Your Guide to Thanksgiving Feasts in NYC


Thanksgiving can be hard. You spend all day cooking (possibly with a hangover, and likely in an apartment that’s barely big enough to fit a turkey), then doing dishes in a food coma… and that’s if you’re not traveling. Don’t even start thinking about how awkward it’ll be sharing a table with those extended family members who voted for Trump, either. Why not let someone else deal with the hassle? Choose from one of these five New York City restaurants this Thursday and the only prep you’ll need to worry about is a reservation. Then kick back, relax, and deal with all the perks of Thanksgiving — like the leftovers.

For the diner who wants a homestyle meal (and a good cause)

120 Hudson Street and 73 Gansevoort Street

Thanksgiving is supposed to be all about, well, giving thanks, but that often comes at the expense of recognizing those who are less fortunate. Bubby’s two locations in Tribeca and West Village have a solution for that this year. They’ll be giving 25 percent of the day’s proceeds to help the homeless, via the New York City Rescue Mission. (With dinners going for $75 per adult and $55 per child, that means plenty of giving.) Bubby’s will serve classic Thanksgiving comfort food, with turkey or glazed ham, candied sweet potatoes, and buttermilk biscuits. Oh, and pies. All the pies you could want, from apple to pumpkin. (If you’re feasting at home, you can also pick up a pie for the big day.)

For the diner who wants to call the shots

43 East 19th Street

Celebrity chef Tom Colicchio may normally play the judge on Bravo’s Top Chef, but when it comes to Thanksgiving at his famed Flatiron restaurant, it’s the customers who get to make the tough decisions. That’s because Craft is offering a lot of options, and it goes beyond just turkey (which will be roasted and free range, by the way). You can opt out of the traditional Thanksgiving approach and go for spiced venison strip loin or even sea bass, all served family-style. Then there’s the sides, like wagyu carpaccio, fennel stuffing and — you guessed it — a choice of desserts, including sugar-and-spice doughnuts.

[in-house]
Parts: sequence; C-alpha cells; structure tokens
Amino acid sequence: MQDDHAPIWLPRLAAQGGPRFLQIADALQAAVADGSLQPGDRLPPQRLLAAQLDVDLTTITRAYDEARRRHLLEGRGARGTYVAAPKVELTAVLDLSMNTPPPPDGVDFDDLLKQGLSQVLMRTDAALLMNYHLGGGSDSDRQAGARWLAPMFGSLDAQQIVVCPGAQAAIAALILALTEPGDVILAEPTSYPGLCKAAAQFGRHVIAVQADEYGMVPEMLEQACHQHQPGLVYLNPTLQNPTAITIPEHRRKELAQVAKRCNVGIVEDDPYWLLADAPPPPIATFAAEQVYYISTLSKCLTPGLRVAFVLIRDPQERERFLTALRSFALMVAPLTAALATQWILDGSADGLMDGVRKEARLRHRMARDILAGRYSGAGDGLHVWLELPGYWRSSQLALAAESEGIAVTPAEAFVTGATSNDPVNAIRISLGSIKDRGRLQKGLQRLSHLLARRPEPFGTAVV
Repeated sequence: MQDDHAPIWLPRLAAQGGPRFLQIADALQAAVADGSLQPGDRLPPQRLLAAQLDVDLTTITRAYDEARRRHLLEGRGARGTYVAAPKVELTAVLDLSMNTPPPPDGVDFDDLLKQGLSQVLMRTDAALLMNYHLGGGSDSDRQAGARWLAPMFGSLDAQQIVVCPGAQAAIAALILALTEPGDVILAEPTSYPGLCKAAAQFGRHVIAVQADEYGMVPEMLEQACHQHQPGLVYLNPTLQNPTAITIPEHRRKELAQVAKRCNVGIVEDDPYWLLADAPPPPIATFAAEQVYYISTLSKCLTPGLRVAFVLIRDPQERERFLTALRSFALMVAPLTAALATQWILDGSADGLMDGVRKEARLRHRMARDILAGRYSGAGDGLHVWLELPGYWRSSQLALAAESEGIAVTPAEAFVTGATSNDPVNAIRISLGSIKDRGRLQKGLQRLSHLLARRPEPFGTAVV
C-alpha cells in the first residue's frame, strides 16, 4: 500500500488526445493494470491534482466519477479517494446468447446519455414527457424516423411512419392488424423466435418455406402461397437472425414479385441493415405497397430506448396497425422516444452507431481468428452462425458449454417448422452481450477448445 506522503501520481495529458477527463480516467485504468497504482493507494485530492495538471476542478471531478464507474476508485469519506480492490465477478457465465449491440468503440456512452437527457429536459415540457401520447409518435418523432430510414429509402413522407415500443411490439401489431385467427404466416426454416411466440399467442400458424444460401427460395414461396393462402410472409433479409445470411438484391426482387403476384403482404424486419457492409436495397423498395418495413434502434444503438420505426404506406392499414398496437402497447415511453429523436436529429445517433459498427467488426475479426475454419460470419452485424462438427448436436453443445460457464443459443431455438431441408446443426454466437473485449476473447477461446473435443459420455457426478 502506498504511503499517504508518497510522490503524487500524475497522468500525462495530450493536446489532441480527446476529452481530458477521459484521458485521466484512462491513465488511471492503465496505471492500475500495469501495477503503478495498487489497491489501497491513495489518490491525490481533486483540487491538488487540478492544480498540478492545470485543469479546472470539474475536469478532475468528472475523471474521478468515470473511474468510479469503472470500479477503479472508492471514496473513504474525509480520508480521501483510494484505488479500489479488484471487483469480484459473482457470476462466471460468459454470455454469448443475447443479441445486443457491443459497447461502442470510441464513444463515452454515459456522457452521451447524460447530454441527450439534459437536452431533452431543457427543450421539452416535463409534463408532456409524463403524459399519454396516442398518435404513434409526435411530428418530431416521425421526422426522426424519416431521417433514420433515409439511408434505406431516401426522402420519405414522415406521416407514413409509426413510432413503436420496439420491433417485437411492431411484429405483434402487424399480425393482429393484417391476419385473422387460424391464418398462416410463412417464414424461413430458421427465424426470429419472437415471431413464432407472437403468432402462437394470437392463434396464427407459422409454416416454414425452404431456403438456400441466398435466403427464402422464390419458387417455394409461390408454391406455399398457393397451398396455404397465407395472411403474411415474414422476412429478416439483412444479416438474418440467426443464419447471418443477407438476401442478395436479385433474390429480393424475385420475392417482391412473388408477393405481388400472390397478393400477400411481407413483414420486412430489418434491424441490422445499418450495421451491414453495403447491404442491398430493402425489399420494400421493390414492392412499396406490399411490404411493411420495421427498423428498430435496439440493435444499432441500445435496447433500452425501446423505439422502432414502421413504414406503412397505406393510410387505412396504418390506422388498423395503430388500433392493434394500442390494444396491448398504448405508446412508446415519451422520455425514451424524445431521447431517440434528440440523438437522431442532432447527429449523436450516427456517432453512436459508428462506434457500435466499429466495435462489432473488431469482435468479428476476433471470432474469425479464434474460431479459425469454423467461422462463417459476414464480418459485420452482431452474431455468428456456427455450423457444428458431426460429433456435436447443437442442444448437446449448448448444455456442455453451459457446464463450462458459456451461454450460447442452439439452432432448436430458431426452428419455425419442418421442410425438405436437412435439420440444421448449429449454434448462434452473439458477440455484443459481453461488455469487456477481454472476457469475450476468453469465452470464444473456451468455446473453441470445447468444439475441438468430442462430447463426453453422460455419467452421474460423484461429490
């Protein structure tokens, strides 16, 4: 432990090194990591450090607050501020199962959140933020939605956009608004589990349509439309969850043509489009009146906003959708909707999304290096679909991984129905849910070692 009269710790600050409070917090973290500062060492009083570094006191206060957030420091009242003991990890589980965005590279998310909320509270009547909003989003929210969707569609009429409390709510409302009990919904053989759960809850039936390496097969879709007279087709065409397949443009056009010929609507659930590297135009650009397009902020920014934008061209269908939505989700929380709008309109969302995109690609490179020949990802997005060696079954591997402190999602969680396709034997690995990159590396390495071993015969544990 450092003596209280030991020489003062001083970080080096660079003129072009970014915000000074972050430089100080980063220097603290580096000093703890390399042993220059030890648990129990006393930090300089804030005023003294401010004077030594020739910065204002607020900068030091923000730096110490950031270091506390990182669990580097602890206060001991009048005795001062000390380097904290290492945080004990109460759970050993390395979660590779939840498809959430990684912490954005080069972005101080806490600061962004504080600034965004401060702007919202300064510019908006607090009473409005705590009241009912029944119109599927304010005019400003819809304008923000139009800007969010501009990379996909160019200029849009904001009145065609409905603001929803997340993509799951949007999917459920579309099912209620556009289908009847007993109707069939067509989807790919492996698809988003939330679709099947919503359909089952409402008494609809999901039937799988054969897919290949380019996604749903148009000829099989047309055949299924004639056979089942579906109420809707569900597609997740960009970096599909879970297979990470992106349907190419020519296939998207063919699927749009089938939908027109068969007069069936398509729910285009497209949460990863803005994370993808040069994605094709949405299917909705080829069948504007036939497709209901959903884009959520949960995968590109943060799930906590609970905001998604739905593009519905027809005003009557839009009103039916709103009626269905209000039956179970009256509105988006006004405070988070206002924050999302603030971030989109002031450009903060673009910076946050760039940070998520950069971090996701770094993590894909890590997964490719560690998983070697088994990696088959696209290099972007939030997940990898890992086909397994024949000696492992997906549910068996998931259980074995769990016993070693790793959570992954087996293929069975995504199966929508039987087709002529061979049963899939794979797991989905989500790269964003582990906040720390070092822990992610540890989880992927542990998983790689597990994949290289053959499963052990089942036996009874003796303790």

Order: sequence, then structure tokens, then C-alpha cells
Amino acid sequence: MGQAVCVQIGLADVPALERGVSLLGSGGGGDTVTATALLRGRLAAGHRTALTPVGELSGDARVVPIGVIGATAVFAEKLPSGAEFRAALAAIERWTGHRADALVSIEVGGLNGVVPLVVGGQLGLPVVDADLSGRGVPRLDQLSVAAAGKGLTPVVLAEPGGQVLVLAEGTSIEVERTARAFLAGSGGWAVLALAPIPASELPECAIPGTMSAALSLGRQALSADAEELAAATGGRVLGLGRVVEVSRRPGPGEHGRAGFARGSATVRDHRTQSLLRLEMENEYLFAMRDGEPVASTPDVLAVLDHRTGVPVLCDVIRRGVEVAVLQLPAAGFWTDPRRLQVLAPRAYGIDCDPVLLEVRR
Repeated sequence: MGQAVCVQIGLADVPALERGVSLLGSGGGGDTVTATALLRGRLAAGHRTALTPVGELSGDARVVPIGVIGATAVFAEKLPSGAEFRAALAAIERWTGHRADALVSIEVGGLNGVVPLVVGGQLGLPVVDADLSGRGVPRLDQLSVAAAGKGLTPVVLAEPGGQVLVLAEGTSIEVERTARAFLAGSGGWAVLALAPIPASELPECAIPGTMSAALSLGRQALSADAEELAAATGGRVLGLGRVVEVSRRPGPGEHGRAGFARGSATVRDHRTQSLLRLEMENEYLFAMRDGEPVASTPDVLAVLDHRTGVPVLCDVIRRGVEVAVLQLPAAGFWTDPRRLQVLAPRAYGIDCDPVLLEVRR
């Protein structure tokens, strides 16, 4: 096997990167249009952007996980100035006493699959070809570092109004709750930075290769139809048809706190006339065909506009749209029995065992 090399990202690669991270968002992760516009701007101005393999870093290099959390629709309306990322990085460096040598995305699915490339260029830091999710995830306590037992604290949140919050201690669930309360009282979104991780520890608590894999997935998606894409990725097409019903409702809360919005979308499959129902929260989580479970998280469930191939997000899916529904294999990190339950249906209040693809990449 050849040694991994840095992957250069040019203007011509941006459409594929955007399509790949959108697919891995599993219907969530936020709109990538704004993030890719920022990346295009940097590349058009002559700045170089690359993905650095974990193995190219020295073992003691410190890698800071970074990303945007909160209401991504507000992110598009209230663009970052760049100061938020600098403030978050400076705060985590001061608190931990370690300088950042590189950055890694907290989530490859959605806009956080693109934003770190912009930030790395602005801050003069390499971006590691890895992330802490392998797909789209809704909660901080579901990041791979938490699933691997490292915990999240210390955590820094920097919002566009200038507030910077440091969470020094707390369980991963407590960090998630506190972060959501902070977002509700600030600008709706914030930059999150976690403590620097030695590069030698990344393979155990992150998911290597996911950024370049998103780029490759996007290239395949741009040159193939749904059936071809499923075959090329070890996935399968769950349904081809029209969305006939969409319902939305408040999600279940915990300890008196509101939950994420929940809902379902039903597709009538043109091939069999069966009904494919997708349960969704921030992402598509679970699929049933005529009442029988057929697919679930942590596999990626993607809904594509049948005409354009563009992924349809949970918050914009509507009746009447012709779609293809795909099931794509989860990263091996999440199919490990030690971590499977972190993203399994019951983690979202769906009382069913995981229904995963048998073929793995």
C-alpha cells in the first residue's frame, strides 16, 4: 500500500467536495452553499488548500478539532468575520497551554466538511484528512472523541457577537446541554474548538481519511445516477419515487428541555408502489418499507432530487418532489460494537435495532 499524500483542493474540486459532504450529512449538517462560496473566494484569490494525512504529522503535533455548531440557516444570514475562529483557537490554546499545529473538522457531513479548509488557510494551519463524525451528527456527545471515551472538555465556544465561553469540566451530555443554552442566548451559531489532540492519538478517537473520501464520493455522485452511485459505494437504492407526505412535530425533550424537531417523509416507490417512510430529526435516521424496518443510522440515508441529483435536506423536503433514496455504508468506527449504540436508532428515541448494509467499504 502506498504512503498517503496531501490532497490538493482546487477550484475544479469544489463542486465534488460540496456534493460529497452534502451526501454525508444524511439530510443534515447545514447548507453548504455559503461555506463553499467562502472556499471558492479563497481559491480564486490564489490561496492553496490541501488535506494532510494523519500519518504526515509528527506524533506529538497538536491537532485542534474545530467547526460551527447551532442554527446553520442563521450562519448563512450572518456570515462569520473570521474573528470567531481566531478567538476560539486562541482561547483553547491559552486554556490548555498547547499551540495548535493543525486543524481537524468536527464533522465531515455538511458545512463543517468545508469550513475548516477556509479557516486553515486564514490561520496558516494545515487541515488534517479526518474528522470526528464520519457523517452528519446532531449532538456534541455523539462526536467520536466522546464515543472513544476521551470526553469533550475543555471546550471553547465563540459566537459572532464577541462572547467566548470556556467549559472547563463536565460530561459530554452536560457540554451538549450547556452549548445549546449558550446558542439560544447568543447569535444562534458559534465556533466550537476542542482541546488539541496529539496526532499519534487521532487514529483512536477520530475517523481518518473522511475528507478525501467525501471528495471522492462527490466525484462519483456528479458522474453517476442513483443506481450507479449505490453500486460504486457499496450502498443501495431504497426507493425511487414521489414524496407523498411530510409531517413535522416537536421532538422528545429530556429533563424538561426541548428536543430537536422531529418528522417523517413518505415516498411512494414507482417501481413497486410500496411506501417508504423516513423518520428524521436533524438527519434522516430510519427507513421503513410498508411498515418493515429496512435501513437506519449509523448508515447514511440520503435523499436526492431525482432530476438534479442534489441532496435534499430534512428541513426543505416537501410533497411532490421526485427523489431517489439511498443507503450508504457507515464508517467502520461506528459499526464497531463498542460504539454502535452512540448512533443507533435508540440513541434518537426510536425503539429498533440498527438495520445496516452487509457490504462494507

For the diner who wants a break with tradition

529 Hudson Street

Sometimes there’s just no reason to mess with a simple formula: Thanksgiving dinner is all about the turkey, and RedFarm knows it. They just happen to add their own Eastern twist, thanks to chef Joe Ng’s Peking turkey. Couple that with some of the restaurant’s signature sides, like dim sum or dumplings, and you have a holiday meal that’ll be familiar — and fun. You can saddle up at the huge group table or, if you plan ahead, order a to-go special (with turkey, sweet potatoes, and pancakes). After all, just because you’re eating out doesn’t mean you have to be social.

For the diner who wants to spice things up

Indian Accent
123 West 56th Street

Then again, why not get really adventurous? You can still have your Thanksgiving turkey without having to play it safe with your palate. Buzzy new Midtown restaurant Indian Accent starts with the turkey and throws out the rest of the playbook from there. The prix fixe menu offers up paneer-stuffed turkey as well as tandoori turkey with cranberry and sage butter kulcha, and pairs them with sides like cumin-maple potatoes, rutabaga with kashmiri korma, and sweet potato chaat.

For the diner who doesn’t want anything to do with turkey

95 Commercial Street, Brooklyn

Who cares what holiday it is? Sometimes you just want to say to hell with it and do what any carnivorous American would do: eat meat. But why not try something other than that boring old bird? Glasserie has people like you in mind because they’re not even offering turkey. Instead, they’re going all-in with grilled rabbit. Their special don’t-call-it-Turkey-Day meal also comes with a cheese flatbread starter, an “autumn mezze” cornucopia, and a stew of stuffed parsnips and squash. Glasserie is also offering a vegetarian option, served family-style, if you want to do away with meat altogether.

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